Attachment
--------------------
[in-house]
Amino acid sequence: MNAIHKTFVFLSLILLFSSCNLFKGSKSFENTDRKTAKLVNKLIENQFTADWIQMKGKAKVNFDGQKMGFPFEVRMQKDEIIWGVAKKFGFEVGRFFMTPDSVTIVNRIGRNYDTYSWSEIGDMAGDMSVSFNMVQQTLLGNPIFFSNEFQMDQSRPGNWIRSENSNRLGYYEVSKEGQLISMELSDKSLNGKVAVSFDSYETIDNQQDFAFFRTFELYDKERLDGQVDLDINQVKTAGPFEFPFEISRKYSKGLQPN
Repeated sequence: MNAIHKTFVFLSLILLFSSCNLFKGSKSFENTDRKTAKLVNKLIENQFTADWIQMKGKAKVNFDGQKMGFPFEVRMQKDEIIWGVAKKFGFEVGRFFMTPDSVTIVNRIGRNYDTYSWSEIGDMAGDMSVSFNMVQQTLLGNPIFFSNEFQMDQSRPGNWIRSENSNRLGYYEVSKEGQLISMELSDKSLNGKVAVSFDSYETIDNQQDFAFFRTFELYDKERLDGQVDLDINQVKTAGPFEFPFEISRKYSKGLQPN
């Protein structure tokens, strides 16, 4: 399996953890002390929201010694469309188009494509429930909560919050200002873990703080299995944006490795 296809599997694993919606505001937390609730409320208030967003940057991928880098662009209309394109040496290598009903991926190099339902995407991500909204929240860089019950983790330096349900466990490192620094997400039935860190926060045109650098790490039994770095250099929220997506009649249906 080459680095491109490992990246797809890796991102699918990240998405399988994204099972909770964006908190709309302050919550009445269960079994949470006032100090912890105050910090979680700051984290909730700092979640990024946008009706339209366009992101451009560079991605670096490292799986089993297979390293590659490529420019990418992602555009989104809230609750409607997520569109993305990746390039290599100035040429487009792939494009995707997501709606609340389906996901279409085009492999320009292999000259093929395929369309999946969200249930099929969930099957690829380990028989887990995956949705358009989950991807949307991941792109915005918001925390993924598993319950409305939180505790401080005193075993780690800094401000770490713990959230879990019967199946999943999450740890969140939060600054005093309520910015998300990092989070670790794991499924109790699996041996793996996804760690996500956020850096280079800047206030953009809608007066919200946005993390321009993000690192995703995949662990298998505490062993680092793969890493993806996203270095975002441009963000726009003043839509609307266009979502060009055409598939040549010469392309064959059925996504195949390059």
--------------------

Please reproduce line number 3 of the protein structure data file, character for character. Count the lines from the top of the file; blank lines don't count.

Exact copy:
Repeated sequence: MNAIHKTFVFLSLILLFSSCNLFKGSKSFENTDRKTAKLVNKLIENQFTADWIQMKGKAKVNFDGQKMGFPFEVRMQKDEIIWGVAKKFGFEVGRFFMTPDSVTIVNRIGRNYDTYSWSEIGDMAGDMSVSFNMVQQTLLGNPIFFSNEFQMDQSRPGNWIRSENSNRLGYYEVSKEGQLISMELSDKSLNGKVAVSFDSYETIDNQQDFAFFRTFELYDKERLDGQVDLDINQVKTAGPFEFPFEISRKYSKGLQPN